Thursday, April 21, 2011

The Yoga of Sounds : Nada Yoga


Yoga is any path that brings forth a union of body, mind and spirit. Many paths have been prescribed for achieving this state of unity.  Some follow the path of prayerful devotion (Bhakti Yoga), others attain unity through selfless service (Karma Yoga), few pursue intellectual inquiry (Jnana Yoga), many work towards unity consciousness by controlling mind and body (ring a bell?). The paths are many and they all lead to the same goal. No path greater or lesser than the other. Success depends purely on the discipline of the aspirant. 

Of the many paths there is a melodious lesser known path; namely the Nada Yoga, the yoga of sound.

Nada Yoga is form of Yoga that is based on the ability of sounds to purify, heal and help attain unity consciousness. The basic premise Nada Yoga works on, is that the entire cosmos (including human beings) is made up of vibrations. The texts go on to say that, the cosmos is built on vibrations and these vibrations in turn create matter. (Primeval discourse on quantum physics??? ) The Upanishads recognize this original vibration that lead to creation as the sound of OM. Many mystics and religious scriptures seem to imply the importance of Nada in their own terms.. “Search for the Sound in the body, and thou shalt be saved!” remarked Guru Nanak, founder of the Sikh religion. “The universe was manifested out of the Divine Sound; From It came into being the Light.", claims Shamas-i-Tabriz. Or the more popular “ In the beginning was the Word, and the Word was with God, and the Word was God.” Yes the word is a sound.


Sounds and music are the simplest forms of vibrations that we understand. We all are aware of the effect music on our moods. All most all of us have at some point felt exhilarated by listening to music. Some of us have even shed copious tears listening to soulful music. Music has the power to move our emotions. Nada Yoga utilizes the power of sounds and music to achieve unity consciousness. The roots of Nada Yoga can be traced back to the Vedas. In Nada Yoga , sounds become more than its sensory properties; it becomes the vehicle to take the aspirant to a deeper state of awareness. The music and sounds in Nada Yoga are considered to be divine vibrations revealed to yogis and mystics.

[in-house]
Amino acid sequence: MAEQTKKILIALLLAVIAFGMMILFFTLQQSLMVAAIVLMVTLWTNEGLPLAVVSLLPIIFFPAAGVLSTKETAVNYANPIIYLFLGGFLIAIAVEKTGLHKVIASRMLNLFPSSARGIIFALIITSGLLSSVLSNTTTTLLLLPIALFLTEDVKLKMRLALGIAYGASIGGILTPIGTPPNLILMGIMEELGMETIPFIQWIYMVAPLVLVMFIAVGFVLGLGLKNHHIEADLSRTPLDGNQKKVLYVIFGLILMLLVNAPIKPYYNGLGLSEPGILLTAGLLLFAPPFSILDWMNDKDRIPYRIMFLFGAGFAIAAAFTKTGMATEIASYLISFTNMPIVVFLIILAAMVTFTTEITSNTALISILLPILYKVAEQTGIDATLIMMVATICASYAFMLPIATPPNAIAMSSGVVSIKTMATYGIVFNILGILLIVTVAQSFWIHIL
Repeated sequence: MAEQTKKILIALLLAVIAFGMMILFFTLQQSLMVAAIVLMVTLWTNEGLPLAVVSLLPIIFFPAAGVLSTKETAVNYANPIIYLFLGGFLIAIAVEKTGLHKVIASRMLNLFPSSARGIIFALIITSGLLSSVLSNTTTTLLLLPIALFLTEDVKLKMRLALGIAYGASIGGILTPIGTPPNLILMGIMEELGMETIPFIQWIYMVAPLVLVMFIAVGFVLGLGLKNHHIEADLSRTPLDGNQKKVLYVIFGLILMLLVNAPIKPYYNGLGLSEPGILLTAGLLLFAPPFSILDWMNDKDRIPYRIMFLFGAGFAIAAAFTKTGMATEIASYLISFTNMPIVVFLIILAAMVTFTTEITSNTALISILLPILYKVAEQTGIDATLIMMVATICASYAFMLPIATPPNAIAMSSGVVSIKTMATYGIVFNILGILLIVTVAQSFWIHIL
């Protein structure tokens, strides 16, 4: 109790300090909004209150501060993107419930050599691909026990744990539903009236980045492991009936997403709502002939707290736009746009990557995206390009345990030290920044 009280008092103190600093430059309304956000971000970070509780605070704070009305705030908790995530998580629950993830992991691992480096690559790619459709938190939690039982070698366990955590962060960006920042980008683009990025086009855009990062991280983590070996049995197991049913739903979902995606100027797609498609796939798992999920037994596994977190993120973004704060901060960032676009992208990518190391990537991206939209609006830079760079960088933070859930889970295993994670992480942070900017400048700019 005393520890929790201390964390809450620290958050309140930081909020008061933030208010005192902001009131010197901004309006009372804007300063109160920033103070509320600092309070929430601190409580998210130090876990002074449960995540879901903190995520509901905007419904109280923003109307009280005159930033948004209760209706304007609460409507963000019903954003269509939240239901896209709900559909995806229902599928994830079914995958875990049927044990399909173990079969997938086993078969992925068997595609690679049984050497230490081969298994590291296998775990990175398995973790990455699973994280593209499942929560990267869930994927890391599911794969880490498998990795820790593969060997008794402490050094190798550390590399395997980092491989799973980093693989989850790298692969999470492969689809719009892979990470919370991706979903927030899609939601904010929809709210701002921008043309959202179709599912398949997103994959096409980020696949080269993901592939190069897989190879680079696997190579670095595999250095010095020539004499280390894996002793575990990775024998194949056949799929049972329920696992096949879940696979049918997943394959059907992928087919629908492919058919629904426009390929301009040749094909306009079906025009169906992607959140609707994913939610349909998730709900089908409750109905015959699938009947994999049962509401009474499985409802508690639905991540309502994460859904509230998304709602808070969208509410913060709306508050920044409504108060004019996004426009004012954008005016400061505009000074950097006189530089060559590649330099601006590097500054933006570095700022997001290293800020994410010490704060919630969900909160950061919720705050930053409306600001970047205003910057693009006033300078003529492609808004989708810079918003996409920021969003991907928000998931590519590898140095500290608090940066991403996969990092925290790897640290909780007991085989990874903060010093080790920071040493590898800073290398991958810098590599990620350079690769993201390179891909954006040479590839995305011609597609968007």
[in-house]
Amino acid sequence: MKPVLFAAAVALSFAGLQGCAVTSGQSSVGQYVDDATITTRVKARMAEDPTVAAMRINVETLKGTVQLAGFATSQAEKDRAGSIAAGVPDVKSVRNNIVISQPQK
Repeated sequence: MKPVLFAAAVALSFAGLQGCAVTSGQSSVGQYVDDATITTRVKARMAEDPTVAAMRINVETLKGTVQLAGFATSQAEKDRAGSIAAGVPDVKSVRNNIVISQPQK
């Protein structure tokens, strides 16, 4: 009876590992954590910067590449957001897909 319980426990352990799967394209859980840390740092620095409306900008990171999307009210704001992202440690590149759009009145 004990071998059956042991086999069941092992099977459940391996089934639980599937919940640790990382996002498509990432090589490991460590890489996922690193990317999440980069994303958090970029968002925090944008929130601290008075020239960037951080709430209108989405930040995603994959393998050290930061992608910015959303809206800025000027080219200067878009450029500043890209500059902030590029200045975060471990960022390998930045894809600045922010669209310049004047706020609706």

The traditional forms of Nada Yoga involves practices based on Mantra, Bhajan (simple hymns) and Kirtan (Vedic hymns). The aim of all three is to minimize the wanderings of the mind and eventually help to tune into the subtle vibrations within.

The Nada Yoga system classifies the music and sounds in two – external and internal. The external sounds and music is called Ahata. Ahata means “struck sounds”, suggesting that it takes two objects striking each other to create the sound. Clapping is two palms striking each other, singing is air hitting our vocal chords.  Ahata is at the gross level, in the sense it is interpreted by the sensory organs. From this gross level it acts on the subtle level of consciousness. Mantra, Bhajans and Kirtan are Ahata.

The internal music or sounds within the aspirant is Anahata “the unstruck sounds”. They do not have a source of origin and are mystical in nature. These sounds are heard while in a meditative state. The “unstruck sounds” are said to be signs of purification of the astral body. It is said that these inner sounds are heard only when the aspirant has progressed along the spiritual pathway to the level of the Heart Chakra. This could be the reason why the heart chakra is called the Anahata. Nada Yoga mentions ten distinct Anahata sounds that are experienced. The sounds are ‘Chini’ (like the pronunciation of the word); ‘Chini-chini’; sound of a bell, a conch, lute, cymbals, flute, drum (bheri), double drum (mridangham) and the clap of a thunder.  The Anahata sounds aid the mind to delve deeper and deeper till the veil of illusion is said to be removed.

While many books have been written detailing Nada yoga, the truth is that it is not an intellectual pursuit. Rather it is an experiential one. The only way to dive into this melodious yoga is by singling and listening – initially to the ahata and eventually the music will lead the aspirant to the Anahata. A simple exercise recommended by Swami Sivananda is to sit in your favorite asana in a quiet space. Observe the sounds around you. Eventually tune them out and try to listen the Anahata. Often these sounds are heard in the right ear. Bring your attention to these sounds. If the mind shifts focus, move from the subtle sounds to the gross, or the gross sounds to the subtle. The attempt is to stick to the sound in one ear. It is said that the mind would get captured by this, since it is enchanted by the sweet sounds of Anahata. Now go on sit in your lotus, or perch up in your crane, or upside down if you please and try it.

Wishing you a musical day ahead.

Nuthan Manohar
An ounce of practice is worth tons of theory. Swami Sivananda

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